Climate talks: What difference will temperature rise make to the oceans?

The Guardian, based on IPCC and Met Office data, reports 4th December 2015: Negotiators in Paris are trying to craft a deal at the UN climate talks that will keep global temperature rise below 2°C. But what does that mean in reality — and what difference will a couple of extra degrees really make?


  • 2015 was the first year to reach this level


  • Many species and ecosystems with limited ability to adapt to higher temperatures will be subject to “very high risks” even with 2°C of warming.
  • At particular risk are species dependent on Arctic sea ice — such as polar bears and coral reefs.
  • Arctic sea ice extent in September falls by 43% in extent against the long-term average.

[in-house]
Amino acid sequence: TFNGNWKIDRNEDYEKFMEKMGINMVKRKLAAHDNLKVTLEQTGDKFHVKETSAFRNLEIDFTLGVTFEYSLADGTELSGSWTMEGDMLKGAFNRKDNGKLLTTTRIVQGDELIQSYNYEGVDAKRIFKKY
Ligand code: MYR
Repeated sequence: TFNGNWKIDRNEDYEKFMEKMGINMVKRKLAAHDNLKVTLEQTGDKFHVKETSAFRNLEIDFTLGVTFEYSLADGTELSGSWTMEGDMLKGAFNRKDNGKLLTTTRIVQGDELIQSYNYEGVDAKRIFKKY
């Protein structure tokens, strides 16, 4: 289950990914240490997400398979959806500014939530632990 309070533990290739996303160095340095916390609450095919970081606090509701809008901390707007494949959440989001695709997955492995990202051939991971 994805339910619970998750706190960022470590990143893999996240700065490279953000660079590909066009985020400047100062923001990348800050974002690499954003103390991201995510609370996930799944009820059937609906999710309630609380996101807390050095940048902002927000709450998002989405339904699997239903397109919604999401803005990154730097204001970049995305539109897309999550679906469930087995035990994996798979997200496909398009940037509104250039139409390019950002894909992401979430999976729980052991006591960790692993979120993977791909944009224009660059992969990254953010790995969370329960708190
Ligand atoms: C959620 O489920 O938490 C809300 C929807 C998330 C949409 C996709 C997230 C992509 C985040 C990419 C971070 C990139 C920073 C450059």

• Sea levels rise by up to 55cm. They have already risen by around 20cm over the 20th century.
  • The oceans get more acidic, with the surface ocean pH decreasing by 15-17%.


  • Ocean acidification is much greater, with surface ocean pH decreasing up to 62%.

Above 4°C

  • The Arctic is nearly ice-free in summer, as early as 2050.
  • Sea levels rise up to 82cm.
  • Ocean acidification accelerates hugely, with surface ocean pH decreasing up to 109%.


Sources: IPCC, Met Office
The Guardian, 4th December 2015: For the full details, see

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